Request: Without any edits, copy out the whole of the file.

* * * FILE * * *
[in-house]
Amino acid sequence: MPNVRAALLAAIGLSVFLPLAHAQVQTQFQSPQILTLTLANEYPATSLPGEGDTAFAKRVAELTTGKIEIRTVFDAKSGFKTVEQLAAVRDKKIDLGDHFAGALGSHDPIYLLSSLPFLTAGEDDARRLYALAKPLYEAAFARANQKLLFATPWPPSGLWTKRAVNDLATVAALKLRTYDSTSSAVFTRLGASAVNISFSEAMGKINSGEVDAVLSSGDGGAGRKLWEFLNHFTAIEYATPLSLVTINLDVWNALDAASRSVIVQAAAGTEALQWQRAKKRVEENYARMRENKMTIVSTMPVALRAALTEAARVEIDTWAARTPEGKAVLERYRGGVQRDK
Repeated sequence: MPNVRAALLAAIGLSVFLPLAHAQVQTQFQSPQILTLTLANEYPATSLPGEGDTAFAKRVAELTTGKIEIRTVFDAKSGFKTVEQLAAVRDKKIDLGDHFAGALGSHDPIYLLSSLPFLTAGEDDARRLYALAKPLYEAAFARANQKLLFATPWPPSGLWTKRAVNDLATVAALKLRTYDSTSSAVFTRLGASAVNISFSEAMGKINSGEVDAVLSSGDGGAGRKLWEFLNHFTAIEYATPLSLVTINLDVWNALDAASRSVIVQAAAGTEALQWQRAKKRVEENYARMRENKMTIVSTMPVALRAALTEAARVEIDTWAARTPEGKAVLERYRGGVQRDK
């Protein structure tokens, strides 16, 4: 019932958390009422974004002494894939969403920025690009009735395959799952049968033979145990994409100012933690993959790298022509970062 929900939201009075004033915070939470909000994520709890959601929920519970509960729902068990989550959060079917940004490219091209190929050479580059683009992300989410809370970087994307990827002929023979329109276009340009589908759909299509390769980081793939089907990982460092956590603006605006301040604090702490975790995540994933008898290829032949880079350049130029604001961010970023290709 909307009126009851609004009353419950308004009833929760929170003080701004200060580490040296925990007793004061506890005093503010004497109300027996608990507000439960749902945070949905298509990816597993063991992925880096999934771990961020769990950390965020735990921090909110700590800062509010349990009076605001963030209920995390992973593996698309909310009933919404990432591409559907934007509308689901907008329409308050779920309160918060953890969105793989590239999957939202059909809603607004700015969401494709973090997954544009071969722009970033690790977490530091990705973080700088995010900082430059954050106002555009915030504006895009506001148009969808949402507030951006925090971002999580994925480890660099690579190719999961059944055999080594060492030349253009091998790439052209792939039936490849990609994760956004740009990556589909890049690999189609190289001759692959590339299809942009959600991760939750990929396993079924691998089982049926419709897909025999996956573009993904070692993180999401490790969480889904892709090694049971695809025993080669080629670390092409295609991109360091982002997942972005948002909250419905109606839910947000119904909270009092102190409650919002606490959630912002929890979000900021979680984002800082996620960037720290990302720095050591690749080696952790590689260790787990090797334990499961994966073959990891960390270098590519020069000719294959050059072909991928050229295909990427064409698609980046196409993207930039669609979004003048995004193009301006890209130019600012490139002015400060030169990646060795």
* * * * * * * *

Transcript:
[in-house]
Amino acid sequence: MPNVRAALLAAIGLSVFLPLAHAQVQTQFQSPQILTLTLANEYPATSLPGEGDTAFAKRVAELTTGKIEIRTVFDAKSGFKTVEQLAAVRDKKIDLGDHFAGALGSHDPIYLLSSLPFLTAGEDDARRLYALAKPLYEAAFARANQKLLFATPWPPSGLWTKRAVNDLATVAALKLRTYDSTSSAVFTRLGASAVNISFSEAMGKINSGEVDAVLSSGDGGAGRKLWEFLNHFTAIEYATPLSLVTINLDVWNALDAASRSVIVQAAAGTEALQWQRAKKRVEENYARMRENKMTIVSTMPVALRAALTEAARVEIDTWAARTPEGKAVLERYRGGVQRDK
Repeated sequence: MPNVRAALLAAIGLSVFLPLAHAQVQTQFQSPQILTLTLANEYPATSLPGEGDTAFAKRVAELTTGKIEIRTVFDAKSGFKTVEQLAAVRDKKIDLGDHFAGALGSHDPIYLLSSLPFLTAGEDDARRLYALAKPLYEAAFARANQKLLFATPWPPSGLWTKRAVNDLATVAALKLRTYDSTSSAVFTRLGASAVNISFSEAMGKINSGEVDAVLSSGDGGAGRKLWEFLNHFTAIEYATPLSLVTINLDVWNALDAASRSVIVQAAAGTEALQWQRAKKRVEENYARMRENKMTIVSTMPVALRAALTEAARVEIDTWAARTPEGKAVLERYRGGVQRDK
């Protein structure tokens, strides 16, 4: 019932958390009422974004002494894939969403920025690009009735395959799952049968033979145990994409100012933690993959790298022509970062 929900939201009075004033915070939470909000994520709890959601929920519970509960729902068990989550959060079917940004490219091209190929050479580059683009992300989410809370970087994307990827002929023979329109276009340009589908759909299509390769980081793939089907990982460092956590603006605006301040604090702490975790995540994933008898290829032949880079350049130029604001961010970023290709 909307009126009851609004009353419950308004009833929760929170003080701004200060580490040296925990007793004061506890005093503010004497109300027996608990507000439960749902945070949905298509990816597993063991992925880096999934771990961020769990950390965020735990921090909110700590800062509010349990009076605001963030209920995390992973593996698309909310009933919404990432591409559907934007509308689901907008329409308050779920309160918060953890969105793989590239999957939202059909809603607004700015969401494709973090997954544009071969722009970033690790977490530091990705973080700088995010900082430059954050106002555009915030504006895009506001148009969808949402507030951006925090971002999580994925480890660099690579190719999961059944055999080594060492030349253009091998790439052209792939039936490849990609994760956004740009990556589909890049690999189609190289001759692959590339299809942009959600991760939750990929396993079924691998089982049926419709897909025999996956573009993904070692993180999401490790969480889904892709090694049971695809025993080669080629670390092409295609991109360091982002997942972005948002909250419905109606839910947000119904909270009092102190409650919002606490959630912002929890979000900021979680984002800082996620960037720290990302720095050591690749080696952790590689260790787990090797334990499961994966073959990891960390270098590519020069000719294959050059072909991928050229295909990427064409698609980046196409993207930039669609979004003048995004193009301006890209130019600012490139002015400060030169990646060795």